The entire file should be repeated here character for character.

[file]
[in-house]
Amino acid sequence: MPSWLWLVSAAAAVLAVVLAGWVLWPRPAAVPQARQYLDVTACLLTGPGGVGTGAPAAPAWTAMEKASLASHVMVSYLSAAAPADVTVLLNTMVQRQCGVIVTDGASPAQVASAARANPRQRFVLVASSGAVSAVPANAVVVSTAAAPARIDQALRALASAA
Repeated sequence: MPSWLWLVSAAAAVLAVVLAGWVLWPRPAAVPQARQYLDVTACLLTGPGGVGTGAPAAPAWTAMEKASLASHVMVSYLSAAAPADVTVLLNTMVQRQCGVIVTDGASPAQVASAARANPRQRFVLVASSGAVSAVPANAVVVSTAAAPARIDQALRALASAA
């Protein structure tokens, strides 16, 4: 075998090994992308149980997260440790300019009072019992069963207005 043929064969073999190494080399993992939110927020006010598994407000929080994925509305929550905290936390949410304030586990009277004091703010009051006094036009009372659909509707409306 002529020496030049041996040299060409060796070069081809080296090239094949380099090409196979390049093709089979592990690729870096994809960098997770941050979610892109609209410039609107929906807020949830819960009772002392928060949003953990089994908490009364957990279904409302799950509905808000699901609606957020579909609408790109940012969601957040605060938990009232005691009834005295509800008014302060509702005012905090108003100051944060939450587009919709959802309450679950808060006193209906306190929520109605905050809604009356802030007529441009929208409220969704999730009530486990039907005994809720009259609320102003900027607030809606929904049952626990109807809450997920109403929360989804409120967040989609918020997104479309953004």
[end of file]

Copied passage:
[in-house]
Amino acid sequence: MPSWLWLVSAAAAVLAVVLAGWVLWPRPAAVPQARQYLDVTACLLTGPGGVGTGAPAAPAWTAMEKASLASHVMVSYLSAAAPADVTVLLNTMVQRQCGVIVTDGASPAQVASAARANPRQRFVLVASSGAVSAVPANAVVVSTAAAPARIDQALRALASAA
Repeated sequence: MPSWLWLVSAAAAVLAVVLAGWVLWPRPAAVPQARQYLDVTACLLTGPGGVGTGAPAAPAWTAMEKASLASHVMVSYLSAAAPADVTVLLNTMVQRQCGVIVTDGASPAQVASAARANPRQRFVLVASSGAVSAVPANAVVVSTAAAPARIDQALRALASAA
């Protein structure tokens, strides 16, 4: 075998090994992308149980997260440790300019009072019992069963207005 043929064969073999190494080399993992939110927020006010598994407000929080994925509305929550905290936390949410304030586990009277004091703010009051006094036009009372659909509707409306 002529020496030049041996040299060409060796070069081809080296090239094949380099090409196979390049093709089979592990690729870096994809960098997770941050979610892109609209410039609107929906807020949830819960009772002392928060949003953990089994908490009364957990279904409302799950509905808000699901609606957020579909609408790109940012969601957040605060938990009232005691009834005295509800008014302060509702005012905090108003100051944060939450587009919709959802309450679950808060006193209906306190929520109605905050809604009356802030007529441009929208409220969704999730009530486990039907005994809720009259609320102003900027607030809606929904049952626990109807809450997920109403929360989804409120967040989609918020997104479309953004």